I must write again to thank you in the name of the king my master for the trouble you have taken with the Council touching the case of the Frenchmen and merchants of Toulouse which they referred to the Judge of the Admiralty, who considered it prudently and made his report; upon which I doubt not that you have recognised the fraud concealed by him who acted as solicitor for the English insurers, as well to their great injury and detriment as to that of the French merchants, in order to entangle and confuse the wits of the arbitrators that they might not recognise the substance of the case. This was amply verified, inasmuch as those who acted for the Englishman without any credentials would not wait to hear the judge's report, fearing that their fraud would be discovered, which is why they set on foot the process, and caused the sureties of Frenchmen of good credit, and Englishmen, to be detained, in order to injure their reputation. This makes me write to you again to comply with further commands received from the king, begging you to point out to the Council that after awaiting the tenor of the judge's report, those sureties may be released, and the case so decided that those Frenchmen may not be illtreated and entirely ruined contrary to the order of justice, but may know that their case having been fully heard they may hope for a good issue.—London, 9 June 1582.
P.S. (autograph).—I should not have importuned you so much over this case of the Frenchman if I had not had several letters of command from the king, who has been importuned by several friends of the merchants, who have followed the matter urgently there. For my own part, I am very sorry to give you so much trouble.
Add. Endd. Fr. 1 p. [France VII. 97.]
June 8. 79. Fremyn to Walsingham.
On Monday last, the 4th inst. the enemy began to batter Oudenarde with 23 pieces, both the outworks and one ravelin, continuing from 5 A.M. till evening. He had made bridges to cross the ditch to the ravelin. A stout resistance was offered by the inhabitants, who gave him a good dressing, and got the bridges into the town. The enemy however continues his battery steadily at three points, a tower, the ravelin, and a curtain. The besieged show great courage in their defence. They have been twice summoned to surrender to the Prince of Parma, lieutenant-general to his Majesty, who would treat them well in all ways, and grant them all that they would ask in reason. They answered that they would die sooner. On Wednesday evening some one got out, who brought a letter to the Lords of Ghent about the state of the town. It is in good case, and they are fortifying themselves strongly, having no fear of the enemy. M. de Mansfelt, the Marquis of Risbourg, and M. de Mauny brought the summons. They are making a great provision of fascines, pontoons, and ladders, which they have had made at Tournay, determined to make every effort to take the place before the arrival of his Highness's army; which it is said is in active preparation, and that the reiters are ready in the Cambrésis, where a lot of French nobility will join them. It is said that the king is sending Marshal Biron to these parts with 25 companies of his ordonnances, and that all the commissions which his Highness had given here, 200 in number, the king has quashed them all but 30, which he has left to persons of quality, and that every company of infantry will be 300 men. There are a lot of promises on the king's part, as the report goes, which are to be executed through the return of M. de Bellievre.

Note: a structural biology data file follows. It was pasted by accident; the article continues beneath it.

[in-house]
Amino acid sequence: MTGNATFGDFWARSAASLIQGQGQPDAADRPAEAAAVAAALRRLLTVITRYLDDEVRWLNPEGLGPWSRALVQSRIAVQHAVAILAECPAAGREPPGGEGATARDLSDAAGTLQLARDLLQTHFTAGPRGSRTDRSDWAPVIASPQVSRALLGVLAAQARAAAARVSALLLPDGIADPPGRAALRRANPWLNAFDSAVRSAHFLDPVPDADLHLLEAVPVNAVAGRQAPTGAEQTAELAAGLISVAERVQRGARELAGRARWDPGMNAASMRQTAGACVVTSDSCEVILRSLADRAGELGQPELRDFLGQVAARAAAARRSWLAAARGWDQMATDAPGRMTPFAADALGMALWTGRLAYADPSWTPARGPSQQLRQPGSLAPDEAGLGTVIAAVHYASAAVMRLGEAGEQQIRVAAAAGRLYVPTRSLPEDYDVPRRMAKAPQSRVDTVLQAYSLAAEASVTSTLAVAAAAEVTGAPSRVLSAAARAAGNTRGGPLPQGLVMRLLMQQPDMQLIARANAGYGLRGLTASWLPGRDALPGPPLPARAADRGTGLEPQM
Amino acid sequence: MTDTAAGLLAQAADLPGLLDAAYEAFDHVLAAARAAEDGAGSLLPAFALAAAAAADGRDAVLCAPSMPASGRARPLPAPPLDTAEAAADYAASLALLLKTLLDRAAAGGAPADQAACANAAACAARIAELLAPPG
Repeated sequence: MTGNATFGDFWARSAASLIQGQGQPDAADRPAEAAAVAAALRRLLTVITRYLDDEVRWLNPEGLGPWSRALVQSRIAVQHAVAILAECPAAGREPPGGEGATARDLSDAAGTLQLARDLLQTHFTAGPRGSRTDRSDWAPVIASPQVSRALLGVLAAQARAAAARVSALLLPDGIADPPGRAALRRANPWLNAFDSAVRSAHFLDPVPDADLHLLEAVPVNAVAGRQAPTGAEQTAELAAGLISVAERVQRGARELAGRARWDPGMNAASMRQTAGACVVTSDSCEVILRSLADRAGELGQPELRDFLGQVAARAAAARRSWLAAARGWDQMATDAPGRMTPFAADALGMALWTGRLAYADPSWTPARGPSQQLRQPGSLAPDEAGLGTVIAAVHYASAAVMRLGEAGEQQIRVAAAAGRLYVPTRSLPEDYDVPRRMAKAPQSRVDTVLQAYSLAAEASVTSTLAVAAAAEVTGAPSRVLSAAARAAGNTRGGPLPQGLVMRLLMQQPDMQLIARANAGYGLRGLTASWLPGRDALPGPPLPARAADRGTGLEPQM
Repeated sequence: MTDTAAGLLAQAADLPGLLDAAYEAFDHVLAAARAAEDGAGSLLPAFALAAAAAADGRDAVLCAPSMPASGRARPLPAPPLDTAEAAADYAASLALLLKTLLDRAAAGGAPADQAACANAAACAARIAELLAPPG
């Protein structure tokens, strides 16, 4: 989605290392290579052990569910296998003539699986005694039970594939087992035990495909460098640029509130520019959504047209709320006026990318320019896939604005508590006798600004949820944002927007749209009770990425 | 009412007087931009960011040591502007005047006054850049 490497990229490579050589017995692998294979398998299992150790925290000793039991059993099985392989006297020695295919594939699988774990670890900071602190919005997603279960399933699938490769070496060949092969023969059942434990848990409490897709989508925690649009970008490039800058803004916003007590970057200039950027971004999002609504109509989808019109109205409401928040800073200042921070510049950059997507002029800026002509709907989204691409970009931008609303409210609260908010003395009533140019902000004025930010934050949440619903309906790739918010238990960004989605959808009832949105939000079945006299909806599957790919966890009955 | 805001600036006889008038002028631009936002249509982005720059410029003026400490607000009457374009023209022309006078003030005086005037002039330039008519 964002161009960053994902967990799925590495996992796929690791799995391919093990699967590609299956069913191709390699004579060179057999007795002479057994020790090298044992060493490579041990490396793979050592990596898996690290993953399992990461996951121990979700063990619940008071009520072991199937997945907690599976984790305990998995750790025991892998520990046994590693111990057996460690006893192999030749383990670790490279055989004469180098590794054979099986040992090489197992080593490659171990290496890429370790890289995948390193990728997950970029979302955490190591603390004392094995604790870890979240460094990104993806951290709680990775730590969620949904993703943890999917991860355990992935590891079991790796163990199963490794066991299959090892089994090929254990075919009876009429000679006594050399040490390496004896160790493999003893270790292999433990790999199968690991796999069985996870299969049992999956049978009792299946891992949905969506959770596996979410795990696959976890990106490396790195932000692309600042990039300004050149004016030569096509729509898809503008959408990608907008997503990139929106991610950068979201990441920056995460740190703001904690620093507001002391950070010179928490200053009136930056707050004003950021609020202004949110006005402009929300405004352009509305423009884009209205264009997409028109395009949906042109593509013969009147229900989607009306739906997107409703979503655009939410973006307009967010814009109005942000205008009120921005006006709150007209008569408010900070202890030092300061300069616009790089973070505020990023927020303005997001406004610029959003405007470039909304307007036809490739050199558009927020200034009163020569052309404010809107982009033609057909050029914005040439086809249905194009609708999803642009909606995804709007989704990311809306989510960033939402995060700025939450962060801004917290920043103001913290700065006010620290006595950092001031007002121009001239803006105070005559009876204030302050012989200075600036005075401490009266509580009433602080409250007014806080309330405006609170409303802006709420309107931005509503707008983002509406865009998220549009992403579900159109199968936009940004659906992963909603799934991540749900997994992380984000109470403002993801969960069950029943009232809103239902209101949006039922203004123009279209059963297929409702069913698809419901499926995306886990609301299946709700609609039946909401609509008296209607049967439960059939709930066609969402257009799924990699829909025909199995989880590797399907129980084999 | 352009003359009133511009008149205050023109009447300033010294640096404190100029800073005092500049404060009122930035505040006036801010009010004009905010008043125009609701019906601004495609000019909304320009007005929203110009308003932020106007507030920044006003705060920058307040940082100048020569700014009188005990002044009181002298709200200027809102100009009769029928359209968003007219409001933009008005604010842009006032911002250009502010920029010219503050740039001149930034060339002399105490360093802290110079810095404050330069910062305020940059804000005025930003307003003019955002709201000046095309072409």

As for the state of our camp, to say the truth, it is in a rotten state (morfondu). There may be 2,500 foot, and some 1,000 or 1,200 horse, such as they are. Nevertheless it seems that when Mr Norris's troops have arrived, which it is hoped will be shortly, these forces will be employed to succour Oudenarde, inasmuch as if that place were lost, it might bring about disturbances in Flanders; for which reason perhaps they will hazard what there is. However, it must be well managed, for if there be a failure, they will know all about it (on lecoitnoistra ù ban escient). M. de Rochepot commands this camp, assisted by M. de Villiers as maréchal de camp, who will quit that post when M. de Laval arrives with his troops, to be his lieutenant of light cavalry. Our soldiers are badly paid and in want in this camp, small though it is, which is not the chance for establishing good discipline. When God pleases, He will amend the faults and disorders which still are in these parts.